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Difference between Tier 1 and Tier 2 Account in New Pension Scheme (NPS):

What is the difference between Tier 1 and Tier 2 Account in NPS? Many Government employees or others subscribed to
NPS. However, the majority of them do not know what is the meaning and difference of Tier 1 and Tier 2 Accounts of NPS.
Let us first brief about NPS.
NPS or New Pension Scheme is a retirement product launched by Government of India. It is managed by PFRDA (Pension Fund Regulatory and Development Authority). This product helps you to create retirement corpus.
Any citizen of India (whether resident or NRI) can invest in this scheme. The age of the subscriber must be within 18-60 years of age. However, an individual of unsound mind or existing members of NPS are not allowed to open new account.
Therefore, an individual can open only ONE NPS account.
How to open NPS Account?
You have to fill the application form and provide the relevant KYC documents at your nearest POP-PS (You will find the list in PFRDA portal).
However, if you want to open new Tier 2 account, then the process is different. You have to approach POP-PS with copy of PRAN (Permanent Retirement Account Number) and Tier 2 activation form.
The subscriber has to make the first contribution while opening the account. Minimum contribution for Tier 1 is Rs.500 and Rs.1, 000 for Tier 2.
Note-Now you can open NPS account online and also contribution can be made it online through eNPS portal. Refer my latest post on the same “eNPS – How open and invest in NPS account online?“.
What are the investment choices?
Asset Class E-Invests predominantly in the equity market. You may say high return and high risk.
Asset Class C-Invests in fixed income instruments other than Government Securities. Risk is medium in this category.
Asset Class G-Invests in Government Securities. So lower risk and lower return.
Along with that, you have two different options to choose regarding allocation.
Active Choice-You have the option to choose your investment among E, C or G asset classes. However, if you opted for E asset class, then the maximum equity exposure is 50% only.
Auto Choice-If you don’t want to take active part in switching asset class, then PFRDA will do it according to your age. It is predefined.
You can change both scheme preference and investment choices at any point of time. But it is allowed only once in a year.
Please remember that there is no ASSURED RETURN from NPS.
Your retirement fund will be managed by fund managers appointed by PFRDA. Currently there are six fund managers. They are as below.
ICICI Prudential Pension Funds Management Company Limited, Kotak Mahindra Pension Fund Limited, Reliance Capital Pension Fund Limited, SBI Pension Funds Limited, UTI Retirement Solutions Limited, and Annuity Service Provider (ASP).
You can change your fund manager at any point of time. This change is allowed only one time in a year.
Along with that, PFRDA tied with IRDA approved Life Insurance companies to pay the pension once the subscriber reaches 60 years of age. They are as below.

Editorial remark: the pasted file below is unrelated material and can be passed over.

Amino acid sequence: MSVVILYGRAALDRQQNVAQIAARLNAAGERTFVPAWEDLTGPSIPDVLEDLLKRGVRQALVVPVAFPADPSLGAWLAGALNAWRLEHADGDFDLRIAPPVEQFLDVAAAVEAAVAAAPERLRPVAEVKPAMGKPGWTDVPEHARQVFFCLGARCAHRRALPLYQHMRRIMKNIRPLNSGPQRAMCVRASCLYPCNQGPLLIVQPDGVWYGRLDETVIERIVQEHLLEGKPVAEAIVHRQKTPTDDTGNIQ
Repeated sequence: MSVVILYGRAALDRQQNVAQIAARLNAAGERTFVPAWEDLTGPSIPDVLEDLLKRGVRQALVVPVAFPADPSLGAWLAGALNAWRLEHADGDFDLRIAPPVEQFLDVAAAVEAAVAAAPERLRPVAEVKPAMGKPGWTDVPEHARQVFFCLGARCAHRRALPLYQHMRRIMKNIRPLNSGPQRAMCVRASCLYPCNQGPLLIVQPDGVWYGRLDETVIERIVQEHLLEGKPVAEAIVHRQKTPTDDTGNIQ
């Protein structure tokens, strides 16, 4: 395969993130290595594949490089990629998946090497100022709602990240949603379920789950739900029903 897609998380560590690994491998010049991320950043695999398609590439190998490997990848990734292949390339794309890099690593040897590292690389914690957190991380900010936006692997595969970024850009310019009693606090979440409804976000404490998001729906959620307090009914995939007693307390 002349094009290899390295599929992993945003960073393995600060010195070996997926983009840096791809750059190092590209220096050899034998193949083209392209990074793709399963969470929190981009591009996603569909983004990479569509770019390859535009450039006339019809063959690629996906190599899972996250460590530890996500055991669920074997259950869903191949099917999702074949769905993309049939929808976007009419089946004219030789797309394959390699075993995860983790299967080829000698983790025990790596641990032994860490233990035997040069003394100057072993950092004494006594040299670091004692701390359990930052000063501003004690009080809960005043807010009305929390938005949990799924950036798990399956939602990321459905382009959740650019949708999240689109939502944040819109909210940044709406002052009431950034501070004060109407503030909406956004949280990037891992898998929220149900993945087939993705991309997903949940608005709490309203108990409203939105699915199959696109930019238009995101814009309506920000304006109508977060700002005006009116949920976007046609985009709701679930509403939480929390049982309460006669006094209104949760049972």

Life Insurance Corporation of India, SBI Life Insurance Co. Ltd., ICICI Prudential Life Insurance Co. Ltd., Bajaj Allianz Life Insurance Co. Ltd., Star Union Dai-ichi Life Insurance Co. Ltd., Reliance Life Insurance Co. Ltd. and HDFC Standard Life Insurance Co. Ltd.
Following conditions apply:
Subscriber is not covered under employer assisted retirement benefit scheme and also not covered by social security schemes under any of the following laws:
Employee Provident Fund and Miscellaneous Provision Act, 1952
The Coal Mines Provident Fund and Miscellaneous Provision Act, 1948
The Seamen’s Provident Fund Act, 1966
The Assam Tea Plantation Provident Fund and Pension Fund Scheme Act, 1955
The Jammu & Kashmir Employee Provident Fund Act, 1961
Subscriber contribution in NPS is minimum Rs. 1000 and maximum Rs.12000 per annum, for both Tier1 and Tier II taken together, provided subscriber makes minimum contribution of Rs.1000 per annum to his Tier 1 account
Based on the limitations mentioned above, I think most people reading this blog will be ineligible.
How to exit from NPS?
Once you attain the age of 60 years, you can withdraw up to 60% of accumulation as lump sum and rest 40% will be converted into pension.
If you want to exit from NPS before 60 years of age, then you are allowed to withdraw only 20% accumulated amount. You have to buy a pension product with that 80% fund.
However, in case the death of the subscriber, a nominee is allowed to withdraw 100% of NPS.
I wrote a post on recent changes about new withdrawal of exit rules of NPS. Refer below post.
National Pension System (NPS)-New Partial Withdrawal and Exit Rules
This is the brief about NPS.
Let us come back to the main purpose of this post. I tried to put it the difference in below image.
Note-
-As per recent PFRDA circular dated 8th August, 2016, the minimum contribution in Tier 1 Account is now reduced to Rs.1,000 a year. There will be no minimum investment limit for Tier 2 account (Earlier, it was Rs.250). Also you no need to maintain the minimum balance in Tier 2 account (Earlier, it was Rs.2,ooo).
-From Budget 2016, the 40% withdrawal at the time of your retirement from NPS will be tax-free. Rest 60% of the corpus will be treated taxable income as per old rules. Hope this above table cleared your doubts.
Conclusion-You notice that when it comes to taxation, NPS is one of the worst products. Everybody concentrating on the tax benefits of NPS while investing. However, they forget the tax issues at retirement or at withdrawal. Along with that, liquidity is an issue with NPS. For Government employees and corporate employees, no option but to invest.



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